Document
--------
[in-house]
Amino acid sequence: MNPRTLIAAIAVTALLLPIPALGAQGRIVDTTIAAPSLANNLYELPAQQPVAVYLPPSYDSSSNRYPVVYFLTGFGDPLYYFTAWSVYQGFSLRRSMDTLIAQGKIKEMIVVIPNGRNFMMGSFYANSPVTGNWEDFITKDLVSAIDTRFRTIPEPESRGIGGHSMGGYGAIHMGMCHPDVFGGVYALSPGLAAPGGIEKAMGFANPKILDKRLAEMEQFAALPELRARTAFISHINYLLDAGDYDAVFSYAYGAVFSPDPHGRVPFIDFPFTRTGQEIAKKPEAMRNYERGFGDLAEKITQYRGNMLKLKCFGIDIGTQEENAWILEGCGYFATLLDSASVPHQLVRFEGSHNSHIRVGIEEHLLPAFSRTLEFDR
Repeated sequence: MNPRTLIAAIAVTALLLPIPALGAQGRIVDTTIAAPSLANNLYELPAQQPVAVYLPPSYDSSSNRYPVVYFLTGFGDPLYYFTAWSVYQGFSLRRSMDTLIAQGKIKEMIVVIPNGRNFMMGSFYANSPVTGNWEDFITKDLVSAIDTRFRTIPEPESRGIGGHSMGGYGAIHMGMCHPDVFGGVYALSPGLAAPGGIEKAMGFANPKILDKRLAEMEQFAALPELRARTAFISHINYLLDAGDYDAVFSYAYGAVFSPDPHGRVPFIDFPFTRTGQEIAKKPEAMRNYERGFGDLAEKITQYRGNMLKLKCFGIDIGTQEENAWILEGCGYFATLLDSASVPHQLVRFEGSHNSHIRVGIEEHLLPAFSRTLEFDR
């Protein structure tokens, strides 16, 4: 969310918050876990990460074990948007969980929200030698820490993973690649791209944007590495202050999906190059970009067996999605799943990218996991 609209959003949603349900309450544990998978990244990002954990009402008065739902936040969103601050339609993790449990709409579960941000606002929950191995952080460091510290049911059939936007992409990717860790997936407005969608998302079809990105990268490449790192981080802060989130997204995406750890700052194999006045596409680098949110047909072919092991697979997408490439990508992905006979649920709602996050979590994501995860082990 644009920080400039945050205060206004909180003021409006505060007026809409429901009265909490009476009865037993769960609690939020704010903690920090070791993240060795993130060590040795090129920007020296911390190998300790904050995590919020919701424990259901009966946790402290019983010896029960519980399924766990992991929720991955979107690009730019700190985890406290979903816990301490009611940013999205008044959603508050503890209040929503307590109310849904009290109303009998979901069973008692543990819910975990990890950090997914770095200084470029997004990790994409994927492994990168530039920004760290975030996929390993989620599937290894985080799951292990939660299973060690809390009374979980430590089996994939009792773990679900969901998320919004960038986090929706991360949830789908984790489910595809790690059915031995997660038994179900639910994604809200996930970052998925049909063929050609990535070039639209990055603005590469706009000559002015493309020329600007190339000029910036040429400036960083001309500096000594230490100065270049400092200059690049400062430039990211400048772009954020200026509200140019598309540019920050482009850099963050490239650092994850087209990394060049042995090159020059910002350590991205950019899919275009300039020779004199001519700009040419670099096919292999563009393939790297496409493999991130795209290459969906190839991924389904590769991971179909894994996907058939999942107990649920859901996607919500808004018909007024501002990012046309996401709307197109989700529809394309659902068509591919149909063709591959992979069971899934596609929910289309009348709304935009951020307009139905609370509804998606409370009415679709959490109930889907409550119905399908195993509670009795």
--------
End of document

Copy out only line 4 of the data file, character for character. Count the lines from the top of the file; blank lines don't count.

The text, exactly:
């Protein structure tokens, strides 16, 4: 969310918050876990990460074990948007969980929200030698820490993973690649791209944007590495202050999906190059970009067996999605799943990218996991 609209959003949603349900309450544990998978990244990002954990009402008065739902936040969103601050339609993790449990709409579960941000606002929950191995952080460091510290049911059939936007992409990717860790997936407005969608998302079809990105990268490449790192981080802060989130997204995406750890700052194999006045596409680098949110047909072919092991697979997408490439990508992905006979649920709602996050979590994501995860082990 644009920080400039945050205060206004909180003021409006505060007026809409429901009265909490009476009865037993769960609690939020704010903690920090070791993240060795993130060590040795090129920007020296911390190998300790904050995590919020919701424990259901009966946790402290019983010896029960519980399924766990992991929720991955979107690009730019700190985890406290979903816990301490009611940013999205008044959603508050503890209040929503307590109310849904009290109303009998979901069973008692543990819910975990990890950090997914770095200084470029997004990790994409994927492994990168530039920004760290975030996929390993989620599937290894985080799951292990939660299973060690809390009374979980430590089996994939009792773990679900969901998320919004960038986090929706991360949830789908984790489910595809790690059915031995997660038994179900639910994604809200996930970052998925049909063929050609990535070039639209990055603005590469706009000559002015493309020329600007190339000029910036040429400036960083001309500096000594230490100065270049400092200059690049400062430039990211400048772009954020200026509200140019598309540019920050482009850099963050490239650092994850087209990394060049042995090159020059910002350590991205950019899919275009300039020779004199001519700009040419670099096919292999563009393939790297496409493999991130795209290459969906190839991924389904590769991971179909894994996907058939999942107990649920859901996607919500808004018909007024501002990012046309996401709307197109989700529809394309659902068509591919149909063709591959992979069971899934596609929910289309009348709304935009951020307009139905609370509804998606409370009415679709959490109930889907409550119905399908195993509670009795």